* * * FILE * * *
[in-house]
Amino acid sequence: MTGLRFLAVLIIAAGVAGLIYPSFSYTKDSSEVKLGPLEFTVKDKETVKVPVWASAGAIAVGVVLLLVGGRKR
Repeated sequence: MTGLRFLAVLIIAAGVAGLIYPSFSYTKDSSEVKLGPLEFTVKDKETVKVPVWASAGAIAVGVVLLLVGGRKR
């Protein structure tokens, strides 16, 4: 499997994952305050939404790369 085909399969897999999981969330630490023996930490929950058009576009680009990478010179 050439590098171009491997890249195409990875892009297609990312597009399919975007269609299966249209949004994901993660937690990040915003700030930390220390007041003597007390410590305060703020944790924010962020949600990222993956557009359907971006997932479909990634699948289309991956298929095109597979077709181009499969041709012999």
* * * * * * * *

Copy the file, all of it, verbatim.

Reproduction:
[in-house]
Amino acid sequence: MTGLRFLAVLIIAAGVAGLIYPSFSYTKDSSEVKLGPLEFTVKDKETVKVPVWASAGAIAVGVVLLLVGGRKR
Repeated sequence: MTGLRFLAVLIIAAGVAGLIYPSFSYTKDSSEVKLGPLEFTVKDKETVKVPVWASAGAIAVGVVLLLVGGRKR
């Protein structure tokens, strides 16, 4: 499997994952305050939404790369 085909399969897999999981969330630490023996930490929950058009576009680009990478010179 050439590098171009491997890249195409990875892009297609990312597009399919975007269609299966249209949004994901993660937690990040915003700030930390220390007041003597007390410590305060703020944790924010962020949600990222993956557009359907971006997932479909990634699948289309991956298929095109597979077709181009499969041709012999």